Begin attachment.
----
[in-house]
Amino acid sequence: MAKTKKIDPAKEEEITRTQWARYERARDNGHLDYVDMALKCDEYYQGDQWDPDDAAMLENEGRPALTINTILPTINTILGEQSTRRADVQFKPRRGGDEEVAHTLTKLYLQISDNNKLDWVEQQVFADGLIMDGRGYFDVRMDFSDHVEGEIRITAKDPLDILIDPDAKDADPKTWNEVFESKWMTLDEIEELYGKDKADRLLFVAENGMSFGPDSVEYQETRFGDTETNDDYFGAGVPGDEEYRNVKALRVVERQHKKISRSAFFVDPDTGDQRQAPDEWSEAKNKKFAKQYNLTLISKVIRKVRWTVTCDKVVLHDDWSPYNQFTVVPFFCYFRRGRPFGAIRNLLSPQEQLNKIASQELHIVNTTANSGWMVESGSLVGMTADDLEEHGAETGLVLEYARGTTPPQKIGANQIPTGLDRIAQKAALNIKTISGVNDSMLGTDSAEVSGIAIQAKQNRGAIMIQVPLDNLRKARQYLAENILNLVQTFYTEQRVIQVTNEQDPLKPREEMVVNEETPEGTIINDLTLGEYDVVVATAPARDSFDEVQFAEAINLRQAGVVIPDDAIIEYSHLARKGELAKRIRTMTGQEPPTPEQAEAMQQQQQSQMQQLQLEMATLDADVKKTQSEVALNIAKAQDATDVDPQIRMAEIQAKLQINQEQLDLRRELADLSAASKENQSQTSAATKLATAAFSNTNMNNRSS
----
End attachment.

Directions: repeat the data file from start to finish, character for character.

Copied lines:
[in-house]
Amino acid sequence: MAKTKKIDPAKEEEITRTQWARYERARDNGHLDYVDMALKCDEYYQGDQWDPDDAAMLENEGRPALTINTILPTINTILGEQSTRRADVQFKPRRGGDEEVAHTLTKLYLQISDNNKLDWVEQQVFADGLIMDGRGYFDVRMDFSDHVEGEIRITAKDPLDILIDPDAKDADPKTWNEVFESKWMTLDEIEELYGKDKADRLLFVAENGMSFGPDSVEYQETRFGDTETNDDYFGAGVPGDEEYRNVKALRVVERQHKKISRSAFFVDPDTGDQRQAPDEWSEAKNKKFAKQYNLTLISKVIRKVRWTVTCDKVVLHDDWSPYNQFTVVPFFCYFRRGRPFGAIRNLLSPQEQLNKIASQELHIVNTTANSGWMVESGSLVGMTADDLEEHGAETGLVLEYARGTTPPQKIGANQIPTGLDRIAQKAALNIKTISGVNDSMLGTDSAEVSGIAIQAKQNRGAIMIQVPLDNLRKARQYLAENILNLVQTFYTEQRVIQVTNEQDPLKPREEMVVNEETPEGTIINDLTLGEYDVVVATAPARDSFDEVQFAEAINLRQAGVVIPDDAIIEYSHLARKGELAKRIRTMTGQEPPTPEQAEAMQQQQQSQMQQLQLEMATLDADVKKTQSEVALNIAKAQDATDVDPQIRMAEIQAKLQINQEQLDLRRELADLSAASKENQSQTSAATKLATAAFSNTNMNNRSS